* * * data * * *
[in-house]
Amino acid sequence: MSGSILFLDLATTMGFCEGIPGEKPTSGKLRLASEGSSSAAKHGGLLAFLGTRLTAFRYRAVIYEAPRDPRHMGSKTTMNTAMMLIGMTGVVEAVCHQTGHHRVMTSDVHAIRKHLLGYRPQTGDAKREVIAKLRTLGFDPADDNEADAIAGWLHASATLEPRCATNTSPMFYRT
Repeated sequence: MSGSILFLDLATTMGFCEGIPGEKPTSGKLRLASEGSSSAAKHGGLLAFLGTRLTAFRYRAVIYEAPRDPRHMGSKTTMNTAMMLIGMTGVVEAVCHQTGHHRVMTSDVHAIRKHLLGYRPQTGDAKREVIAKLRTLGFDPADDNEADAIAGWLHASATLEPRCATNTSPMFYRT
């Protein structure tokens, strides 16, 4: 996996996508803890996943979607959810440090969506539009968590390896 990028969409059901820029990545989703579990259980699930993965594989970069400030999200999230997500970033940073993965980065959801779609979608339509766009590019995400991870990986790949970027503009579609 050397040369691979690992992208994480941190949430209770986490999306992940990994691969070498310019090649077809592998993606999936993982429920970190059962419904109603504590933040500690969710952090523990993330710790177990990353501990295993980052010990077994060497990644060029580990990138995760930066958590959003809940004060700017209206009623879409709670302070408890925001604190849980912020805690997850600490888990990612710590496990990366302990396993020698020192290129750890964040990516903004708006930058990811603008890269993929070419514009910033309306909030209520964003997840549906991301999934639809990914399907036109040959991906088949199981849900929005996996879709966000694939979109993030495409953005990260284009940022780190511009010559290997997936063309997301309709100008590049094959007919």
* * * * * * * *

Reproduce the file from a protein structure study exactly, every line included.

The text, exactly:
[in-house]
Amino acid sequence: MSGSILFLDLATTMGFCEGIPGEKPTSGKLRLASEGSSSAAKHGGLLAFLGTRLTAFRYRAVIYEAPRDPRHMGSKTTMNTAMMLIGMTGVVEAVCHQTGHHRVMTSDVHAIRKHLLGYRPQTGDAKREVIAKLRTLGFDPADDNEADAIAGWLHASATLEPRCATNTSPMFYRT
Repeated sequence: MSGSILFLDLATTMGFCEGIPGEKPTSGKLRLASEGSSSAAKHGGLLAFLGTRLTAFRYRAVIYEAPRDPRHMGSKTTMNTAMMLIGMTGVVEAVCHQTGHHRVMTSDVHAIRKHLLGYRPQTGDAKREVIAKLRTLGFDPADDNEADAIAGWLHASATLEPRCATNTSPMFYRT
């Protein structure tokens, strides 16, 4: 996996996508803890996943979607959810440090969506539009968590390896 990028969409059901820029990545989703579990259980699930993965594989970069400030999200999230997500970033940073993965980065959801779609979608339509766009590019995400991870990986790949970027503009579609 050397040369691979690992992208994480941190949430209770986490999306992940990994691969070498310019090649077809592998993606999936993982429920970190059962419904109603504590933040500690969710952090523990993330710790177990990353501990295993980052010990077994060497990644060029580990990138995760930066958590959003809940004060700017209206009623879409709670302070408890925001604190849980912020805690997850600490888990990612710590496990990366302990396993020698020192290129750890964040990516903004708006930058990811603008890269993929070419514009910033309306909030209520964003997840549906991301999934639809990914399907036109040959991906088949199981849900929005996996879709966000694939979109993030495409953005990260284009940022780190511009010559290997997936063309997301309709100008590049094959007919």